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]]>Concepts are highly subjective in nature and that makes it difficult to use them as they are in a research study. These subjective thoughts cannot be measured on a statistical scale. Kumar (2000) says that concepts are mental images and therefore their meanings vary markedly from individual to individual. Concepts are subjective impressions and their understanding will differ from person to person, which, if measured, would cause problems in comparing responses. Concepts should be converted into variables so that they can be measured, although on different scales same variable will have different precision.

If the researcher is using some concepts in his research he needs to find out some indicators that are reflective of these concepts. these indicators can be chosen subjectively by the researcher but they should have a logical link with the concept. The indicators can then be converted into variables.

- Take an example of the effectiveness of a medicine in curing a disease, the researcher can use the indicators: changes in the mortality rate, changes in morbidity, changes in recurrence of that disease, or prevention from that disease. These indicators can then be converted into variable to be able to be measured.
- We can take another example of another concept that is how rich someone can be? To measure this concept you need an indicator and you can measure someone’s richness from his wealth that he possesses. This wealth can be in the form of his income, money in his bank accounts, owned houses or other property and so on.
- A psychologist might want to test the effectiveness of his counselling to patients with anxiety. Effectiveness is a concept and you cannot measure it on any statistical scale. He can operationalize his concept of effectiveness of his counselling treatment into the following indicators: percentage reduction in patients’ anxiety, reduction in his day offs from the workplace, reduction in his visits to the psychologist office etc.

Without converting your concept into an indicator and then a variable you cannot measure it on any scale. The subjectivity of these indicators make them not suitable to be used directly in a research project. It should also be noted that the extent of variation can only be reduced by operationalizing these concepts, it cannot be eliminated completely.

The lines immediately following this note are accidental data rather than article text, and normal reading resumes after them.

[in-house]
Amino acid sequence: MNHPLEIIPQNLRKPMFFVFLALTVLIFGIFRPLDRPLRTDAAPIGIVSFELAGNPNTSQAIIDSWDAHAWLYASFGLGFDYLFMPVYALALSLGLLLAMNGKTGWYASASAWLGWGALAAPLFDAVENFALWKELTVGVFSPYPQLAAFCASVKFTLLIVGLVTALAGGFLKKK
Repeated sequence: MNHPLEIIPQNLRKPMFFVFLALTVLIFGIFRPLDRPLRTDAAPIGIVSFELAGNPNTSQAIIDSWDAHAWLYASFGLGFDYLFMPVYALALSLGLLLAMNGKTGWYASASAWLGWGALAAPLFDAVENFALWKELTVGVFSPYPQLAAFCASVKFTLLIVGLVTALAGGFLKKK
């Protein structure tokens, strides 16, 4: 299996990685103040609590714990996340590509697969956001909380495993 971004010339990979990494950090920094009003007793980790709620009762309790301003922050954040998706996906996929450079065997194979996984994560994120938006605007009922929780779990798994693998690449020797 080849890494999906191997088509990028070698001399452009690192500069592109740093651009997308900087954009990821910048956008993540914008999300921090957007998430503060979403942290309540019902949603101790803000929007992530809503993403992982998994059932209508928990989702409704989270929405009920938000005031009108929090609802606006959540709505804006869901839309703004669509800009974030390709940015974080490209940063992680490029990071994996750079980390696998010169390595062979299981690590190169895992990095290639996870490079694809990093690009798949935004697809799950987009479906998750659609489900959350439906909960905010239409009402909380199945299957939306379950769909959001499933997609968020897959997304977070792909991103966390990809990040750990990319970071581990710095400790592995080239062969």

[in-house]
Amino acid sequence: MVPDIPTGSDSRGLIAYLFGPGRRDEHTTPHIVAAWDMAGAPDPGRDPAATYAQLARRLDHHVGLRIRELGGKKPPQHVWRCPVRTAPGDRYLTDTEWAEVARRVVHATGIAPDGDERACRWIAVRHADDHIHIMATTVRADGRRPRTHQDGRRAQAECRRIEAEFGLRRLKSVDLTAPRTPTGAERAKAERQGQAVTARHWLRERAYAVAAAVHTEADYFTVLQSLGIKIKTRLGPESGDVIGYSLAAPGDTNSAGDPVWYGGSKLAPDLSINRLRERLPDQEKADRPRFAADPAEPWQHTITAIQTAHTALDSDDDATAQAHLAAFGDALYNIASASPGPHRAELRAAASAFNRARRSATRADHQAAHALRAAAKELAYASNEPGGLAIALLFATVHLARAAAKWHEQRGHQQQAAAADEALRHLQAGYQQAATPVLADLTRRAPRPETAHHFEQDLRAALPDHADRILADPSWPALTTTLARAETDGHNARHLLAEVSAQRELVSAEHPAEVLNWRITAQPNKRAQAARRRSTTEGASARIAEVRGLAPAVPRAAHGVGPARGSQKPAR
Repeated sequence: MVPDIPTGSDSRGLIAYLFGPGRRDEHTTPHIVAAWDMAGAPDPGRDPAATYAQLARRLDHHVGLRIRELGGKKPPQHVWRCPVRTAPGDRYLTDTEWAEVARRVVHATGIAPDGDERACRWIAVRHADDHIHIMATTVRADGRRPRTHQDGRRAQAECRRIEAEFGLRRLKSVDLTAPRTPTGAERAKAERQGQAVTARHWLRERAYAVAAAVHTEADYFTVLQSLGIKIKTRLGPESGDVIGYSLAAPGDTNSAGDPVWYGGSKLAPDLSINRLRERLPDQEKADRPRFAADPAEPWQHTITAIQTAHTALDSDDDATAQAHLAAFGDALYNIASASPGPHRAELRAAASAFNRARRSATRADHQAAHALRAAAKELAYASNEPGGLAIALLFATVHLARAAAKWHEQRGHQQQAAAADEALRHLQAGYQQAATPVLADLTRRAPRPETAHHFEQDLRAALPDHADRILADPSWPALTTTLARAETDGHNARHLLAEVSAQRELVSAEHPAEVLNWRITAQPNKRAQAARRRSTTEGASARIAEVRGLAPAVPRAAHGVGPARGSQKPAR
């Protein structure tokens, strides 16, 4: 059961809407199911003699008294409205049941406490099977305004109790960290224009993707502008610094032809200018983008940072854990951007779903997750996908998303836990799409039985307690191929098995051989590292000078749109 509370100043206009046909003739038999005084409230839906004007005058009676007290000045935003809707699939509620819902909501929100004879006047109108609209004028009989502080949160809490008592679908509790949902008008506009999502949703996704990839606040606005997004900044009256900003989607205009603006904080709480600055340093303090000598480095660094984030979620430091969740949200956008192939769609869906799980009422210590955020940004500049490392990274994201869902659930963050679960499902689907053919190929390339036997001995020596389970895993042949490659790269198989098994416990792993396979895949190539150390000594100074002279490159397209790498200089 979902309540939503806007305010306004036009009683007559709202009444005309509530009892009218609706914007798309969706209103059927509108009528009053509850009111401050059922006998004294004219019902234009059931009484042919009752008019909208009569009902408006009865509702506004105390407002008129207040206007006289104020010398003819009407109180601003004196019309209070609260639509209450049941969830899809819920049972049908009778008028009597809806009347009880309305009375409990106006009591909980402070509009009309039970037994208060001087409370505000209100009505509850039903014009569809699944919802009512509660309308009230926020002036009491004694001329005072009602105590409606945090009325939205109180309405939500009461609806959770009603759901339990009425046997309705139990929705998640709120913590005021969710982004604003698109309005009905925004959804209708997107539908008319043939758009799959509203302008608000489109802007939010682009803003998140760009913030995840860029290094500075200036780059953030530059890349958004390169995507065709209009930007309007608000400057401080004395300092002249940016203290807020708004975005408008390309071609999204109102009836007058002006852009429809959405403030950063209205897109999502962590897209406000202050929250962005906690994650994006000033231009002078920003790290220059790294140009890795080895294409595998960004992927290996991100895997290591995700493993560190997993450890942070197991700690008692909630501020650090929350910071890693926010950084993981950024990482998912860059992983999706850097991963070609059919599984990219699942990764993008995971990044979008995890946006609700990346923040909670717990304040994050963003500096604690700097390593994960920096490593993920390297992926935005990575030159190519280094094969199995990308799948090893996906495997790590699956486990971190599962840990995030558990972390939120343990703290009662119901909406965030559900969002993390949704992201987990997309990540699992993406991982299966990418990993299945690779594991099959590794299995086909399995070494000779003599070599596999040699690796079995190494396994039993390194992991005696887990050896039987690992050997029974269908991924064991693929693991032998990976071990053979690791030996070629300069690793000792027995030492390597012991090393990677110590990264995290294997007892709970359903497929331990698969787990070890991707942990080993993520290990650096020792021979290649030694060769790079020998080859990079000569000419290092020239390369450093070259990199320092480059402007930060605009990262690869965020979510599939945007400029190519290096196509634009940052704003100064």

Variables are measurable of course, with varying degree of accuracy. Measurability is the main difference between concepts and variables. A variable can be measured either using crude or refined method or either using subjective or objective methods. There are various scales and a variable can be measured on either one of those scales. The statistical variables can be measured on either nominal, ordinal, ratio or interval scale. This ability of the variables brings objectivity in the research findings.

A s variables are capable of measurement they can take different values and every variable can have different values. Generally speaking variables can be either independent variable or dependent variable. There can also be extraneous and intervening variables

From the viewpoint of causation an independent variable is a variable that affects the dependent variable and in itself it is free of any effects from the dependent variable. It is the cause for the change in any phenomenon, situation, disease etc. For example in testing the cause of juvenile delinquency in a community, availability of guns can be taken as the cause and hence the independent variable.

The dependent variable is the other main variable that is the effect of the independent variable. For example in a research on the impact of the availability of guns on the youth crime rate in a certain community, the youth crime rate is the dependent variable. In the above example the crime rate among youth is dependent on the availability of the guns.